Job Placement

    Question to ask: What is your job placement rate out of all incoming freshmen? (This is tricky, and you might have to do the math yourself. Figure out the percentage of incoming freshmen that make it all the way through the program and graduate, and multiply by the percentage of graduates who get jobs.)

    Keep in mind that no matter what the numbers, there are never any guarantees. Whether you, personally, find a job in the industry is not determined by a roll of percentile dice, but is rather a function of what you do while you're a student, what kinds of projects you work on (both in and out of class), what locations and conditions you are willing to accept for your first job, how well you integrate yourself into the industry social network (through attending local IGDA meetings, conferences like GDC, etc.), and a plethora of other details which are mostly under your control. The purpose of this question is not to figure your "odds" of success, but rather to get a sense of the school's overall reputation within the industry and whether it is taken seriously by game companies.

    What to look for: High numbers. What's good? We actually don't know. It's relative. Moreover, you only have the school's own statistics to rely on, and those can be manipulated (or downright false).

    Another related piece of data you can ask for is a list of game studios that have hired graduates within the last year. The list should be long (lots of graduates going only a few studios implies the school has made partnerships with those studios, which is a good first step, but also implies that the school is not taken seriously elsewhere). The list should include studios from outside the area (it is harder to find work that is not local, so lots of graduates finding non-local work means they are generally stronger job candidates). The list should include at least a few game companies that you have heard of, and preferably some that you would like to work at yourself some day (hint: check to see who makes the kinds of games you love to play).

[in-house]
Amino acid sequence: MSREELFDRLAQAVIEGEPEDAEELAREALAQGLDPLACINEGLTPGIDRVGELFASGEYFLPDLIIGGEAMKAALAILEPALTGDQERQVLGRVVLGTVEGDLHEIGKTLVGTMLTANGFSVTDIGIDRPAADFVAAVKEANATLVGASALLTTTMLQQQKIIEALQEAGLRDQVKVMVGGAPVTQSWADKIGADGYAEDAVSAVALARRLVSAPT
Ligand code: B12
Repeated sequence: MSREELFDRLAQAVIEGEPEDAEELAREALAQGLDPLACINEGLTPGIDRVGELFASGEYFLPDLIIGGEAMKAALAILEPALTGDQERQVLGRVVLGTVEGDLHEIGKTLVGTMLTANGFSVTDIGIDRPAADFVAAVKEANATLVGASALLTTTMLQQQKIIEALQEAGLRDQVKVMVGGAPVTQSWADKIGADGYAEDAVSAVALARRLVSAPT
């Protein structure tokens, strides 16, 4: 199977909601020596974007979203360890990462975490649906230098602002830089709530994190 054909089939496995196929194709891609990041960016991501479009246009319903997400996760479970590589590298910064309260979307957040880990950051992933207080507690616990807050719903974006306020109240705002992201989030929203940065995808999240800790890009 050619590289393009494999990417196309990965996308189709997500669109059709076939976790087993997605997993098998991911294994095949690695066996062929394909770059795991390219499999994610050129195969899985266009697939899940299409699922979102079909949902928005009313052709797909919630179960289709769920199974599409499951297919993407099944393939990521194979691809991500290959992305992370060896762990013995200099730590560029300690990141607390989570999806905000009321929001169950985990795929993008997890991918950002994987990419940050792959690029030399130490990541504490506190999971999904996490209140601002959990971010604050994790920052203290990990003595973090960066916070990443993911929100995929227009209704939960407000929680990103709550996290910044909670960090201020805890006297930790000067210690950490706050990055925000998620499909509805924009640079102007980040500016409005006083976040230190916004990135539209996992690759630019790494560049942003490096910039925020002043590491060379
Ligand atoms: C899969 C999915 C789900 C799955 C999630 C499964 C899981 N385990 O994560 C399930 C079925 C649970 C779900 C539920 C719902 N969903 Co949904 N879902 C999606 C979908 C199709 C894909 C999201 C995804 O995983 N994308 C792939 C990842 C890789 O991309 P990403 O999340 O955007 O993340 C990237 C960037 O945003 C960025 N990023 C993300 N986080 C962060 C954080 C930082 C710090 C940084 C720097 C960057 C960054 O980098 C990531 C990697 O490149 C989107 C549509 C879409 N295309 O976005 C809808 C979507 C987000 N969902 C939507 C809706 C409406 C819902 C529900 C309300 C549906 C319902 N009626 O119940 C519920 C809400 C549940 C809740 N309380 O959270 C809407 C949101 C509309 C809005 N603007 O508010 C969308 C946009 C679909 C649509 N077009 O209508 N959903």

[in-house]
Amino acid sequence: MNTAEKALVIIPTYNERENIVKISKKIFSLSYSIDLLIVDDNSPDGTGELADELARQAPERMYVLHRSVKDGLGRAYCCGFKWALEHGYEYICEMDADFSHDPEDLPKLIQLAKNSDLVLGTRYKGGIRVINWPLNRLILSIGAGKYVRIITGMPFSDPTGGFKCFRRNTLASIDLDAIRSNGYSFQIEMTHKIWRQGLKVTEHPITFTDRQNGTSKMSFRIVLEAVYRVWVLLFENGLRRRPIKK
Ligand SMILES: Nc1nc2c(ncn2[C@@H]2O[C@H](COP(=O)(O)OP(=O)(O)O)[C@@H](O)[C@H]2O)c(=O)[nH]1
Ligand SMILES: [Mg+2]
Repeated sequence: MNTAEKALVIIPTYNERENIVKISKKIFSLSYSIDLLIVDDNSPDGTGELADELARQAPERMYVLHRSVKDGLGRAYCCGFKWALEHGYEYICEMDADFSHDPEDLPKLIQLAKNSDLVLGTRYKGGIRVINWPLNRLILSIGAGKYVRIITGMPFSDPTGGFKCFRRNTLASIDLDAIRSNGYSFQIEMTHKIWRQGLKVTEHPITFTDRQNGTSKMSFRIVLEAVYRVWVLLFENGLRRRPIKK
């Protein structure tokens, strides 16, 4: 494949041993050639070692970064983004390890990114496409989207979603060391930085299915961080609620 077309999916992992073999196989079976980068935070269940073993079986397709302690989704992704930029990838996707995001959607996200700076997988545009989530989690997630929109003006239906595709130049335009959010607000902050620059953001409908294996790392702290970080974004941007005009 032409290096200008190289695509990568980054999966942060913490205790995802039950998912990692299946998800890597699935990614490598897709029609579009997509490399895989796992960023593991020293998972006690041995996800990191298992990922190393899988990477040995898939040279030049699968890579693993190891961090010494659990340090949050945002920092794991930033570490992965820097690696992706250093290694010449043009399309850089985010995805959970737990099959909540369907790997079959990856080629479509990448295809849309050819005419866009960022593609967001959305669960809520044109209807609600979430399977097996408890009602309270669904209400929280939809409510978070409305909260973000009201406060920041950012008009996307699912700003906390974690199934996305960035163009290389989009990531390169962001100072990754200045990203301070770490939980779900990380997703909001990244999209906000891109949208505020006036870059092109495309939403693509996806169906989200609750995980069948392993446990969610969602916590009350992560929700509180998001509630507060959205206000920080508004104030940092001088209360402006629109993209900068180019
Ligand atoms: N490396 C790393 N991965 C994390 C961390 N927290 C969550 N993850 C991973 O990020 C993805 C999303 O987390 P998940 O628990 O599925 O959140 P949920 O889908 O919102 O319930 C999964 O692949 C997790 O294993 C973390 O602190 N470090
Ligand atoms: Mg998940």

What to do: Compare the numbers of several schools. You will probably see some that are significantly higher or lower than the others.

    What to watch out for: Schools that boast abnormally high job placement rate of their graduates... but only because their program is so obscenely difficult that only a tiny fraction of incoming students actually make it through. Or, schools that have low placement rates in the industry (indicating they aren't taken seriously by people who know how to judge talent and ability). Or, schools that can't tell you their placement rate because they don't track those numbers (indicating that the school might not care about you in the long term, as long as they get your tuition money today). Or, schools that inflate their job placement rate by encouraging students to start their own studios fresh out of college -- make sure their people are being hired by someone else, not themselves (we have nothing against starting your own studio, but if it happens too often at a particular school that's an indication that a lot of their graduating class couldn't get jobs at established companies that were hiring).

    In other words, this can be a really difficult question to successfully answer.